The Road to Police Reform Runs Through Their Insurers

Police  confront protesters

Democrats and Republicans are at a stalemate on police reform. On June 24, 2020 the Republican JUSTICE Act led by Tim Scott failed to pass in the Senate. On June 25, 2020, the House of Representatives passed The George Floyd Justice in Policing Act.

June 25th is a significant date. It would have been Tamir Rice’s 18th birthday. He probably would have graduated high school this year and gone off to college. Instead, after being killed in a park while playing with a toy gun by two officers who did not deserve to wear the badge, he did not even see his 13th birthday.

Despite the strengths of The George Floyd Justice in Policing Act, the McConnell-led Senate has so far only received and read the House bill. So, Americans may proceed through 2020 with Trump’s executive order on police reform.

This post by Rashawn Ray originally appeared on the Brookings Institution’s How We Rise blog and is reposted with permission. See the original article, entitled, “Why police department insurances are the key to progress on police reform.”

Based on public attitudes, this stalemate is unacceptable and the Senate should consider the bill that passed in the House of Representatives. George Floyd’s death has significantly shifted public opinion as 76 percent of Americans (including 71 percent of white people) agree that incidents such as the killing of Floyd are signs of structural racism within law enforcement. This overwhelming acknowledgement of structural racism is further confirmed by police brutality inflicted onto protesters and highlighted in the killing of Rayshard Brooks in Atlanta.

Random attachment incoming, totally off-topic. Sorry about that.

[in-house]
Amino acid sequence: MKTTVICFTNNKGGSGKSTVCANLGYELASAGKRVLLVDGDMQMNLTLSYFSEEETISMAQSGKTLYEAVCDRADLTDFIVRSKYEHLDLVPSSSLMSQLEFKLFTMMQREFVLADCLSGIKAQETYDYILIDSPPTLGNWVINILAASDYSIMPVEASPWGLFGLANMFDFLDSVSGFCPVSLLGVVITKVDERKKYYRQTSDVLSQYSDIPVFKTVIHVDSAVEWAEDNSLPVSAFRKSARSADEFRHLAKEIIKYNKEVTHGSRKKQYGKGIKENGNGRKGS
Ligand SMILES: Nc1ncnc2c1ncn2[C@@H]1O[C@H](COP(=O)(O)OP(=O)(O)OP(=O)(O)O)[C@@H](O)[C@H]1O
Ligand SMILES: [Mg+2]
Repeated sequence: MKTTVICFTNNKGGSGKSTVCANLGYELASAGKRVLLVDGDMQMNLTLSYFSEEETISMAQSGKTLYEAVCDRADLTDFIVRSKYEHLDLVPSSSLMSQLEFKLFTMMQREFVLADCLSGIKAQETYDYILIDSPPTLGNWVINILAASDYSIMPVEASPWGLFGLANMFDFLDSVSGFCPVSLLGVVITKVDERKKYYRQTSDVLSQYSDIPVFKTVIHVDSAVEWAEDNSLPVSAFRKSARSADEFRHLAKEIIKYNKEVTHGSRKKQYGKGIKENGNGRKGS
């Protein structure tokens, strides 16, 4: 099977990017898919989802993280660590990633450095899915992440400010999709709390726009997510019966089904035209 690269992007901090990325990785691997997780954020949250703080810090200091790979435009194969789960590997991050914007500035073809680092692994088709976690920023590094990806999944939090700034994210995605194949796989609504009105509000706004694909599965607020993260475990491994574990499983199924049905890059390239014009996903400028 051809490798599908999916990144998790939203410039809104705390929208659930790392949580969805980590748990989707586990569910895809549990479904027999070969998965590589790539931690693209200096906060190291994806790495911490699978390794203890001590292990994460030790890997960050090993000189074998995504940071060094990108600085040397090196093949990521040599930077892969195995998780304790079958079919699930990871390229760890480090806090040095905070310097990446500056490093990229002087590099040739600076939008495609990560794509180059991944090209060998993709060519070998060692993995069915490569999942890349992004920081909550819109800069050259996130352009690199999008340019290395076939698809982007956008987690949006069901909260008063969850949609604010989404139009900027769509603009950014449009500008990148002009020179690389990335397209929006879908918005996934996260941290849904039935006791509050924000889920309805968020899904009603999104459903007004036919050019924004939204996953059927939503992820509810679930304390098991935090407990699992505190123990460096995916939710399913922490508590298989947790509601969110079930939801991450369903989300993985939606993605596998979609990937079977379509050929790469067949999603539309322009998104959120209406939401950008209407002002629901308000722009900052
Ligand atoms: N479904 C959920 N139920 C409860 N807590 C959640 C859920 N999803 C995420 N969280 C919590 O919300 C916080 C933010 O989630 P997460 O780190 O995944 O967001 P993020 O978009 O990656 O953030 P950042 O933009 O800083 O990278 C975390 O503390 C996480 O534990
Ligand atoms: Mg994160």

The stalemate mostly centers on Republicans over-reliance on incentives for police departments and officers and Democrats push to eliminate qualified immunity and lower the criminal intent standard. While there are some other differences, for instance –the George Floyd Justice in Policing Act which limits military equipment to police departments and provides for an independent review during misconduct allegations, both sides seem to agree on:

  • Certifying officers and training courses at the federal level
  • Mandating body-worn cameras
  • Creating a data base of “bad apples” (which would have saved George Floyd and Tamir Rice’s lives)
  • Banning chokeholds (which would have saved Eric Garner’s life)
  • Eliminating no-knock warrants (which would have saved Breonna Taylor’s life)
  • Finally creating a federal anti-lynching bill
  • Providing mental health training and assistance for officers
  • Collecting use of force data (which reduces police killings by 25 percent)
  • Providing de-escalation training